(CNN) -- Umar Farouk AbdulMutallab wouldn't have to go to an al Qaeda training camp in Yemen to learn how to hate.
He had plenty of examples in his own country.
AbdulMutallab is the 23-year-old Nigerian being held for allegedly trying to blow up a Detroit-bound airliner on Christmas Day. While much attention has focused on his privileged background, less has been said about the religious conflict in his homeland.
Christians and Muslims have been killing each other in Nigeria for much of AbdulMutallab's lifetime. At least 10,000 Nigerians have died during Christian-Muslim riots and ethnic violence during the past decade.
The most populous country in Africa, Nigeria is almost evenly divided between Muslims and Christians. It has become the focal point of Christian and Muslim groups -- in Nigeria and abroad, says Eliza Griswold, who has spent the last five years traveling to Nigeria to examine the causes of religious violence.
"Nigeria has become a battleground state for Christians and Muslims around the world who see themselves involved in a numbers game," says Griswold, author of "The Tenth Parallel," an upcoming book that explores the tension between Christians and Muslims just north of the equator in Africa and Asia.
"Any Christian or Muslim who has the point of view that numbers matter has a stake in Nigeria," she says.
The divisions between Christianity and Islam are more than symbolic in Nigeria. There's a geographic boundary: Nigerian Muslims tend to live in north, while Christians live in the south, Griswold says.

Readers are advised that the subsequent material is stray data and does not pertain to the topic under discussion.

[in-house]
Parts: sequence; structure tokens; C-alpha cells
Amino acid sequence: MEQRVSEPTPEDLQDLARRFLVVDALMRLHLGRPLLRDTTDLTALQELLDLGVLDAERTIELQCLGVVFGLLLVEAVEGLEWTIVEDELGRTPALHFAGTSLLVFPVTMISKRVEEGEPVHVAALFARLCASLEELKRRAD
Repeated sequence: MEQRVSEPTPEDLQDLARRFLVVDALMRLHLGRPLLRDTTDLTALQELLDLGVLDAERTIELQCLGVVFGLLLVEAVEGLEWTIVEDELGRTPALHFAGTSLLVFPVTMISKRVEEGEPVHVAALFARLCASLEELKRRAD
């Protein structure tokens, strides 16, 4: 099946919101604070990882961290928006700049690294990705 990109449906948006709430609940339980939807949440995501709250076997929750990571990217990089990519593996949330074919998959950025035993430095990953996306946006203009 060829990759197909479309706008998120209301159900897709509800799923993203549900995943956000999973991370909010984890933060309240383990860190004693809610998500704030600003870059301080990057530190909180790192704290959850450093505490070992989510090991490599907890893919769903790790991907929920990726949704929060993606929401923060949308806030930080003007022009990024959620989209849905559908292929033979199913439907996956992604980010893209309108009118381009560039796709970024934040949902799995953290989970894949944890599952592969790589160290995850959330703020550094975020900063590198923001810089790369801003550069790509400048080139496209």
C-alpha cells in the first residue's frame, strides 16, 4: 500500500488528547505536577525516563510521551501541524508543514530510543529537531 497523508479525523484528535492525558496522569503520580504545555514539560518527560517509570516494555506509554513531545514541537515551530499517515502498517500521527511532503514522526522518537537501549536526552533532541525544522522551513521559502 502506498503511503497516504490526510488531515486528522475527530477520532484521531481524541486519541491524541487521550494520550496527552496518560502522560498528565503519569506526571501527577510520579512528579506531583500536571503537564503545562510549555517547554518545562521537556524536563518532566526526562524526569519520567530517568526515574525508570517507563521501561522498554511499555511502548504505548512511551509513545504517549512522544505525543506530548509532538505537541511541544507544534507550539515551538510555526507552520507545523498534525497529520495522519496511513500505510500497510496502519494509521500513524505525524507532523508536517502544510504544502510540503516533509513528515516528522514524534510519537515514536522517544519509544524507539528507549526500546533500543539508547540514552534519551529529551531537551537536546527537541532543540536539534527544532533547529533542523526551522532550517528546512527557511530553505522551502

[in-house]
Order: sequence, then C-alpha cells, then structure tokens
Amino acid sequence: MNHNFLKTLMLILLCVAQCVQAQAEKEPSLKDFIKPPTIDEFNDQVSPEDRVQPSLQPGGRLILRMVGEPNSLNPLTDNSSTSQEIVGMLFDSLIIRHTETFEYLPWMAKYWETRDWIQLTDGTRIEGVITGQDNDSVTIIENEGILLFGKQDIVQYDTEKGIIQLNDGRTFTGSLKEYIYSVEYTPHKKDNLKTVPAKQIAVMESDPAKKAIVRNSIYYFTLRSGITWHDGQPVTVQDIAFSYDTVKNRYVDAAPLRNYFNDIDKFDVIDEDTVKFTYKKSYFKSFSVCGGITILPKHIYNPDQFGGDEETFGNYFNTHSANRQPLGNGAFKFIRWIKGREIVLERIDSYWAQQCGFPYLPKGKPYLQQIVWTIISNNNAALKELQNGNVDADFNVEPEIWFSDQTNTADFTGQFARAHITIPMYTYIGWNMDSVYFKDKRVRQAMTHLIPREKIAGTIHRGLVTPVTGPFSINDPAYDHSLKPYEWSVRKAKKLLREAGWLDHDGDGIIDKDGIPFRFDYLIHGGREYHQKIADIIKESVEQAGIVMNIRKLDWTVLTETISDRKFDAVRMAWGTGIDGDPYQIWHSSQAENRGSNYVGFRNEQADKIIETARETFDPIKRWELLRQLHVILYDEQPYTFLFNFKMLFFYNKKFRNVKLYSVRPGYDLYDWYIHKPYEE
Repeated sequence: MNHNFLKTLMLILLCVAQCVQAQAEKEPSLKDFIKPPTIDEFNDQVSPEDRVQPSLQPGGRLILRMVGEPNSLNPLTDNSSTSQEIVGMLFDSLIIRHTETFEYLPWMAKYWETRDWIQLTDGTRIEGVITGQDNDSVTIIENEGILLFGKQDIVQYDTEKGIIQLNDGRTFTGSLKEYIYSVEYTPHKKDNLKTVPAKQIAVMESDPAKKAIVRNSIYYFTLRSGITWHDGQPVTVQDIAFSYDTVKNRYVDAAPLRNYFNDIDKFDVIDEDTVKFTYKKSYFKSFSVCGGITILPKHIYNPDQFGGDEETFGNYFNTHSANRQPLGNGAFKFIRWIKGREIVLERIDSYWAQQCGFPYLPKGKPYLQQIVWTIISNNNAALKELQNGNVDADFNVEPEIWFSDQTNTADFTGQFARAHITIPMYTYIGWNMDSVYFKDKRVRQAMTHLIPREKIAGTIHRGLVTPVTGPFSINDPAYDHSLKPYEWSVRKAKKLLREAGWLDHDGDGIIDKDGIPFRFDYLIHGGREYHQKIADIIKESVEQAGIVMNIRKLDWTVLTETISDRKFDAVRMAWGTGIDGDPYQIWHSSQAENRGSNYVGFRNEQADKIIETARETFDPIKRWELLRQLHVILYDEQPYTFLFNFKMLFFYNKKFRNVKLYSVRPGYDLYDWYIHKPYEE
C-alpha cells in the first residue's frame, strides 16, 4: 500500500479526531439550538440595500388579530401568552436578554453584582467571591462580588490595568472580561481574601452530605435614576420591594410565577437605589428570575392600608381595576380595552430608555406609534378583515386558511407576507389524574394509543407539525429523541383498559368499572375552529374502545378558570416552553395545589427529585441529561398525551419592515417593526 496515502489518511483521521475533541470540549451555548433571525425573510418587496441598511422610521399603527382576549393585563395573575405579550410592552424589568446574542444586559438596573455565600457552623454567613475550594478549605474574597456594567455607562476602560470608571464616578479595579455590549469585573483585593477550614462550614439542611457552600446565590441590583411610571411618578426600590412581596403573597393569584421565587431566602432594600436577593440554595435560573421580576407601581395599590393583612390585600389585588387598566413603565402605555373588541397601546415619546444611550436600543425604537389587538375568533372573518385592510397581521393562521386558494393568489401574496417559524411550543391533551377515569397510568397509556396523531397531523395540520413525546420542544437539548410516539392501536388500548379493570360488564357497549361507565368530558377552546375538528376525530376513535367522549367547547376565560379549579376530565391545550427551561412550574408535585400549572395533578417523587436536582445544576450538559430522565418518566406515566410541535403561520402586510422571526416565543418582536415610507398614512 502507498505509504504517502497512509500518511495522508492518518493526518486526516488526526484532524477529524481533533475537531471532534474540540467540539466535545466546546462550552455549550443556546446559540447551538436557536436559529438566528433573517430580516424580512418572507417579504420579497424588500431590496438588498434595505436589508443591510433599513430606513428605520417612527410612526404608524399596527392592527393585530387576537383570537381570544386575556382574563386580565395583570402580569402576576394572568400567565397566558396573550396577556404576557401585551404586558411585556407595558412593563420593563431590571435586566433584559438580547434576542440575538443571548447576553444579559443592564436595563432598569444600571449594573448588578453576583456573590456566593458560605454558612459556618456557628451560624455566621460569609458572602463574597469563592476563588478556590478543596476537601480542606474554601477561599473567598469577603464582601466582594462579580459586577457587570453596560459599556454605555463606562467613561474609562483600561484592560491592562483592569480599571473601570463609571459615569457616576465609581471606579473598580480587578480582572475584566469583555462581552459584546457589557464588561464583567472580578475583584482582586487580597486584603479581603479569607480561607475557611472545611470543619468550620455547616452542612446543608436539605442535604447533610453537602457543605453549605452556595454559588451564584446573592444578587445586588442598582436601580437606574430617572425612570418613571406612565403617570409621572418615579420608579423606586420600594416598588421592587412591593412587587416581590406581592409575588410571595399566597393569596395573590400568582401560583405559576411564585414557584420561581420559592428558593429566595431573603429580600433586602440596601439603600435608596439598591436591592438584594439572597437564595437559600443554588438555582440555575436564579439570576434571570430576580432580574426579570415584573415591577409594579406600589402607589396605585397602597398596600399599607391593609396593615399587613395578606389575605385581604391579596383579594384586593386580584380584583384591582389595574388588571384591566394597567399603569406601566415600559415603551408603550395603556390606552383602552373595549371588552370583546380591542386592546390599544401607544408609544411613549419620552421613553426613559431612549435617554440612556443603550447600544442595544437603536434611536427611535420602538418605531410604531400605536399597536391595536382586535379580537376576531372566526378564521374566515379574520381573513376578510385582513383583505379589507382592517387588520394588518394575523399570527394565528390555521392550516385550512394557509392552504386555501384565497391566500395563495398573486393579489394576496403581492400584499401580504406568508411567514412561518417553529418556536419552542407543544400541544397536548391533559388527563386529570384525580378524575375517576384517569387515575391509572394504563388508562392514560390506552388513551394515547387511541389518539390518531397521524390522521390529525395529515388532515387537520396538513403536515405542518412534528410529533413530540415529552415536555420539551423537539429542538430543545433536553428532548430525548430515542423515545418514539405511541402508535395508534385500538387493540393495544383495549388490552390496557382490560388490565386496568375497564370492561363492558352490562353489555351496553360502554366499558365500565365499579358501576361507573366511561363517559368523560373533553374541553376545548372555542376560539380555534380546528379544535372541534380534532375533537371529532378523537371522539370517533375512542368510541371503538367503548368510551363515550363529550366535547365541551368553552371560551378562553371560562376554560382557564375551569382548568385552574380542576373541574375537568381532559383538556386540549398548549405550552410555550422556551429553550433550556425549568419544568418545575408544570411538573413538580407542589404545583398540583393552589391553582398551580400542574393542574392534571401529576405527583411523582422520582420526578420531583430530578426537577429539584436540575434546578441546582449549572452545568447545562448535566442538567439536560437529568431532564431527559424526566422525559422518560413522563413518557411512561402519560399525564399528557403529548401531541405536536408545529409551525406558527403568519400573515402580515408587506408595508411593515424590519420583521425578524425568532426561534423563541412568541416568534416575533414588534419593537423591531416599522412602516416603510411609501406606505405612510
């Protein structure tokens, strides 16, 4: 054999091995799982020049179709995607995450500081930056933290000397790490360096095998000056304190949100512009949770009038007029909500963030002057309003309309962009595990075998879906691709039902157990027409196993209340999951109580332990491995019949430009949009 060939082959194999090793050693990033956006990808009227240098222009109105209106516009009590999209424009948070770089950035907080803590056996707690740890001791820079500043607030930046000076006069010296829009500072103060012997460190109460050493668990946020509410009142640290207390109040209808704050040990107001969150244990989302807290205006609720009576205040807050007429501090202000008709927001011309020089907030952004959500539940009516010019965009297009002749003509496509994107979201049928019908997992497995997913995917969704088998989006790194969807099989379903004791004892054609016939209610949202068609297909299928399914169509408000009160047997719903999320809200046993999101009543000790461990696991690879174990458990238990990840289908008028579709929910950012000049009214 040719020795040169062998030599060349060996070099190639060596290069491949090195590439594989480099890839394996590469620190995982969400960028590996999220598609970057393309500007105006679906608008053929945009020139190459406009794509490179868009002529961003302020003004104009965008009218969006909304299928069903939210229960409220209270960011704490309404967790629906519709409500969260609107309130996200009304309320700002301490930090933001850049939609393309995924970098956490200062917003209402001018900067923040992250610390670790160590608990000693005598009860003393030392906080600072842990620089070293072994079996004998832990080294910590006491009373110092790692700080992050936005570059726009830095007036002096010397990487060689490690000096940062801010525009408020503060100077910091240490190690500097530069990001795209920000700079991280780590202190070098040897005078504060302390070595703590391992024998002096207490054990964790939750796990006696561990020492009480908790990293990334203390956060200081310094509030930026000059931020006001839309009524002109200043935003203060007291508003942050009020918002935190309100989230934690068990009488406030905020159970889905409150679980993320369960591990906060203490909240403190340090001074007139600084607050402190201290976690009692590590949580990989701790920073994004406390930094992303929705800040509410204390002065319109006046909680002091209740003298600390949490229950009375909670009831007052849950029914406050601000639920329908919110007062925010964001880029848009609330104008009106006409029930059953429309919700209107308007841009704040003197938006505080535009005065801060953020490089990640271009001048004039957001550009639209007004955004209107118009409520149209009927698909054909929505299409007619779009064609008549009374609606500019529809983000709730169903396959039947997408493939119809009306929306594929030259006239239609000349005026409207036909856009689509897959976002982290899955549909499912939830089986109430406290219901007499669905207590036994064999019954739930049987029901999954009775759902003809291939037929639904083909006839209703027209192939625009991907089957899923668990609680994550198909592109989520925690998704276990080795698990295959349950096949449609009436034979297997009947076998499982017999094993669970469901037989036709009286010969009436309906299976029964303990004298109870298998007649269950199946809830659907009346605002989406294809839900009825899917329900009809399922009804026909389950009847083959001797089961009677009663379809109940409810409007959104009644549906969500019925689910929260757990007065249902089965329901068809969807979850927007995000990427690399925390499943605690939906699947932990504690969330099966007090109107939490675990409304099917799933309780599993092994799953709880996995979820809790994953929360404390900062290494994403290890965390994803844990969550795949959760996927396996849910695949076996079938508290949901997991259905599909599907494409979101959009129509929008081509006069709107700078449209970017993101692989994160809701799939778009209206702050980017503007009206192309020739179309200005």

Many Nigerian Muslims see themselves as standing at the southern tip of the Islamic world, Griswold says. To the immediate south lie many African nations that tend to embrace Christianity.
"There is this attitude that Islam is under siege by the Christian West and, by proxy, Nigerian Christians," Griswold says. "There is this sense among some devoted Muslims in the north that we need to be part of the larger Islamic community, and we need to prove that we belong."
Nigeria's bloody religious history
That tension can cut both ways. Talk to some Nigerian Christians and one can hear the same concern as Nigerian Muslims: We are under attack; we have to preserve our autonomy.
Gbenga Akinbola, rector of the Mount Zion Anglican Church in Chicago, Illinois, has experienced religious tension in Nigeria. He led a congregation there only four years ago as a priest in the Nigerian Anglican Church.
He says Nigerian Muslims once tried to officially declare Nigeria a Muslim state and force some Christians in the north to adopt Islamic customs.
Both Christians and Muslims feel that they represent the one true God and are obligated to convert others, Akinbola says.
"They are doing what the leaders of both of these groups tell them to," he says. "Christians preach to Muslims, and Muslims try to do the same. For Christians, Jesus Christ has told us to go out and preach."
Sometimes, people don't want to be converted. And at a time when many young Nigerians are unemployed and looking for scapegoats, violence can easily follow, some Nigerians say.
In November 2008, at least 700 Nigerians died in Christian-Muslim riots that followed a disputed local election, Human Rights Watch reported. Two years earlier, the Nigerian army was mobilized to halt similar rioting after a Danish newspaper published a cartoon that depicted Mohammed, the founder of Islam, in a caricature, according to CNN reports.
The event that arguably attracted the most attention in the West took place in 2002 when the Miss World Pageant was relocated from Nigeria after Christian-Muslim riots killed 200 people.
Violence begets more violence, Akinbola says.
"When they kill Christians in the north, Christians in the south will retaliate against Muslims," he says.